The Brain That Sings by Amal Al Agroobi and Autism Awareness Campaign
The Brain That Sings by Amal Al Agroobi premiered last December at the 10th edition of Dubai International Film Festival where it won won the People's Choice Award. I unfortunately missed out on watching it and was hoping to see it at the Gulf Film Festival this month, but sadly, the festival got cancelled last minute (and we have yet to hear about the fate of this festival).
The Brain that Sings follows the lives of two autistic boys living in the UAE as they go through three months of music therapy and explores the chances of their improvement and self-expression. The film answers many unanswered questions regarding autism in the Arab World.
In addition to submitting this film to be screened at various international festivals, Amal Al Agroobi is now on a mission to show this film to as many people as possible in the UAE. Autism and mental disorder isn't widely discussed in this country and there isn't enough of a support network for families with children that have mental disabilities.
Amal Al Agroobi would like to create an autism awareness campaign and take the film to people who otherwise wouldn't be able to attend a screening. The aim is to get the film screened at universities, schools, companies and other establishments all across the United Arab Emirates. To be able to do this, she's launched an online crowd-funding campaign with Zoomaal and has to raise a minimum of $10,000 by 7th June 2014.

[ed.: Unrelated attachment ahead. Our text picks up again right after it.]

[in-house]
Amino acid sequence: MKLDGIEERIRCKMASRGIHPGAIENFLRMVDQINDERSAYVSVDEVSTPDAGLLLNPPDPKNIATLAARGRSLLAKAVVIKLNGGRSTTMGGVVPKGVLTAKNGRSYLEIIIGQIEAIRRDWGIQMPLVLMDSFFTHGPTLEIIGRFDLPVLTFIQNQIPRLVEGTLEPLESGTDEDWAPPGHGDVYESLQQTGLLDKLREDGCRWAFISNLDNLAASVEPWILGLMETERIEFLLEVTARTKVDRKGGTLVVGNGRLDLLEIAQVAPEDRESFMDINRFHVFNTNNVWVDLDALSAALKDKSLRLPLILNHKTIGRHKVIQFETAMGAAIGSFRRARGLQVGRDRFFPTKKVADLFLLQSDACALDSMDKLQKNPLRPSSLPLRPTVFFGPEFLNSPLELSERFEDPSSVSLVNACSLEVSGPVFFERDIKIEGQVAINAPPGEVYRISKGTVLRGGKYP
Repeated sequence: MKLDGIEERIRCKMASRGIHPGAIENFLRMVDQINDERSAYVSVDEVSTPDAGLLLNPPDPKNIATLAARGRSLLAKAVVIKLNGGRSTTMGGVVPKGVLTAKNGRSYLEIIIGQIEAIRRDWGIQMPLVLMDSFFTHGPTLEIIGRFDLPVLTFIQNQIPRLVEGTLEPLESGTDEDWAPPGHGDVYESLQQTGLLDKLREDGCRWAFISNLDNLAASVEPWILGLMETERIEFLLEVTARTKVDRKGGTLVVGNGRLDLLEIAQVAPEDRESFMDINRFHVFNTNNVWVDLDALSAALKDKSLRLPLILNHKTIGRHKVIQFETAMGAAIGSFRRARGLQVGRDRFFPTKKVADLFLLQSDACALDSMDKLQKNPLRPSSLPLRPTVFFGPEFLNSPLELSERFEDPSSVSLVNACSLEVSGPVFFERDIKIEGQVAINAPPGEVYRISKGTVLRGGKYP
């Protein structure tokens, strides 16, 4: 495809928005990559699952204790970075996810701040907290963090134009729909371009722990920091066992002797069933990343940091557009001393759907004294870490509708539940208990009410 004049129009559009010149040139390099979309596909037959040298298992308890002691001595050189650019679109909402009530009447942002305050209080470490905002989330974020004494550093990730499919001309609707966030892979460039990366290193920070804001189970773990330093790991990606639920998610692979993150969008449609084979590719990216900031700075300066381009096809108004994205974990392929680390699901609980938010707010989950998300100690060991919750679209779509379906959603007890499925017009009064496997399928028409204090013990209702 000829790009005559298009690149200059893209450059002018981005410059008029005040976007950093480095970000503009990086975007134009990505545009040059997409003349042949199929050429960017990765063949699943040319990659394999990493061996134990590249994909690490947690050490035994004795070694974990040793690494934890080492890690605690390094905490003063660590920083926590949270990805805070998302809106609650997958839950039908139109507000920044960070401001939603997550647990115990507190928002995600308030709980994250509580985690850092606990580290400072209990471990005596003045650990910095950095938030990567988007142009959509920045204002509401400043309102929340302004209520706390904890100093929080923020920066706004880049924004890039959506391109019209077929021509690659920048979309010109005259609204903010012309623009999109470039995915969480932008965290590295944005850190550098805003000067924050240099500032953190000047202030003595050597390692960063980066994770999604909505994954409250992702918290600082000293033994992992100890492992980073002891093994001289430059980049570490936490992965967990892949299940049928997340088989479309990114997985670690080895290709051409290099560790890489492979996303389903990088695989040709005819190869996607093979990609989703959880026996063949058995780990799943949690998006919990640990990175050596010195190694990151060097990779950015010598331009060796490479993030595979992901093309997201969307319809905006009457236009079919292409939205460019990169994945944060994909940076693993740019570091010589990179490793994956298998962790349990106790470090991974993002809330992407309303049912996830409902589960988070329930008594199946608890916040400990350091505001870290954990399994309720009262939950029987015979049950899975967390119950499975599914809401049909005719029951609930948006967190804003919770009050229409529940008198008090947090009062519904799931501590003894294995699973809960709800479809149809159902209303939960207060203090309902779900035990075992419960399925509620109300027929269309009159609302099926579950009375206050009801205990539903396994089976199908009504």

...we need your support in bringing the film closer families who need to watch it across the country and the region, sharing the film with you and getting the word out. This process needs financial support and if autism is a topic that is close to your heart or if you are eager to give and to learn, we depend on your support.
The power of film as an educative tool must never be underestimated.
As a result of the screening, the Dubai Government already began putting strategies into place for those with special needs and education, families were coming together sharing stories of compassion and societies were being formed for parents and those affected with autism alike.
We need more people to know this story because it's such a positive and inspiring outlook on special needs, we need the right people to watch this film because we need them to talk about it and bring about bigger and more powerful changes. Finally, there needs to be more awareness.
When we find others that share our same experiences and feelings, and feel what they feel with them, this is a source of comfort that cannot be explained and a phenomenon that soothes the human soul. If we can make that happen for others, our contribution on Earth will last long after we are gone. If a bit of spare change or a considerable contribution can change that, why not?
Please take a look at this trailer and additional clips below featuring some of the characters from the film and show your support here and spread the word.
An interview with Khaleb a shadow teacher of Ibrahim, a 23 year old adult with Autism.
An interview with Dedra about her son with autism.